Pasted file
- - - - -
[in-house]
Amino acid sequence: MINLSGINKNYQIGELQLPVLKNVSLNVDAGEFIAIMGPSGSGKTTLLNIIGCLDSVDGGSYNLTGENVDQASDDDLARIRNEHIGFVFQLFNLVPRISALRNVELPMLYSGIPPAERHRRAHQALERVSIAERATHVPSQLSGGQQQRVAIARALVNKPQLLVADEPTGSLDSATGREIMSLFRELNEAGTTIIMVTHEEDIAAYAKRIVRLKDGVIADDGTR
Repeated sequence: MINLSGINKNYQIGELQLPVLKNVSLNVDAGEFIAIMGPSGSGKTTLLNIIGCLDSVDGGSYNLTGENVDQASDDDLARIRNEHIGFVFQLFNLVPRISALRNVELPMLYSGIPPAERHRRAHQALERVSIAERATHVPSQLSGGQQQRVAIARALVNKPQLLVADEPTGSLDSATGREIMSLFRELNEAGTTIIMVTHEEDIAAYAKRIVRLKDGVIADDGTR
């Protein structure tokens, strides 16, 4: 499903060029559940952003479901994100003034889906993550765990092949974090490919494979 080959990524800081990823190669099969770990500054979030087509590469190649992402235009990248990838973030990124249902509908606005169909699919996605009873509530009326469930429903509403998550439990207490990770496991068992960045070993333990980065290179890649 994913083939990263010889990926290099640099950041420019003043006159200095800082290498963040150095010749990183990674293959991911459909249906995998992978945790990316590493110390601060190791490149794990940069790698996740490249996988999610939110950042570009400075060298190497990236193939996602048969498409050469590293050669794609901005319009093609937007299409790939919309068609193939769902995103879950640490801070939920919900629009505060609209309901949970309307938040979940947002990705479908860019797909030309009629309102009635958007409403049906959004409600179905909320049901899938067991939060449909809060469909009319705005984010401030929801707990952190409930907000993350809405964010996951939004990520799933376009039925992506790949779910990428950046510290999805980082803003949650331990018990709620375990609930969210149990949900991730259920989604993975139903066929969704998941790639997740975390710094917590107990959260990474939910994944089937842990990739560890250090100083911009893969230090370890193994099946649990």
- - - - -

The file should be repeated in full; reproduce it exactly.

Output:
[in-house]
Amino acid sequence: MINLSGINKNYQIGELQLPVLKNVSLNVDAGEFIAIMGPSGSGKTTLLNIIGCLDSVDGGSYNLTGENVDQASDDDLARIRNEHIGFVFQLFNLVPRISALRNVELPMLYSGIPPAERHRRAHQALERVSIAERATHVPSQLSGGQQQRVAIARALVNKPQLLVADEPTGSLDSATGREIMSLFRELNEAGTTIIMVTHEEDIAAYAKRIVRLKDGVIADDGTR
Repeated sequence: MINLSGINKNYQIGELQLPVLKNVSLNVDAGEFIAIMGPSGSGKTTLLNIIGCLDSVDGGSYNLTGENVDQASDDDLARIRNEHIGFVFQLFNLVPRISALRNVELPMLYSGIPPAERHRRAHQALERVSIAERATHVPSQLSGGQQQRVAIARALVNKPQLLVADEPTGSLDSATGREIMSLFRELNEAGTTIIMVTHEEDIAAYAKRIVRLKDGVIADDGTR
């Protein structure tokens, strides 16, 4: 499903060029559940952003479901994100003034889906993550765990092949974090490919494979 080959990524800081990823190669099969770990500054979030087509590469190649992402235009990248990838973030990124249902509908606005169909699919996605009873509530009326469930429903509403998550439990207490990770496991068992960045070993333990980065290179890649 994913083939990263010889990926290099640099950041420019003043006159200095800082290498963040150095010749990183990674293959991911459909249906995998992978945790990316590493110390601060190791490149794990940069790698996740490249996988999610939110950042570009400075060298190497990236193939996602048969498409050469590293050669794609901005319009093609937007299409790939919309068609193939769902995103879950640490801070939920919900629009505060609209309901949970309307938040979940947002990705479908860019797909030309009629309102009635958007409403049906959004409600179905909320049901899938067991939060449909809060469909009319705005984010401030929801707990952190409930907000993350809405964010996951939004990520799933376009039925992506790949779910990428950046510290999805980082803003949650331990018990709620375990609930969210149990949900991730259920989604993975139903066929969704998941790639997740975390710094917590107990959260990474939910994944089937842990990739560890250090100083911009893969230090370890193994099946649990």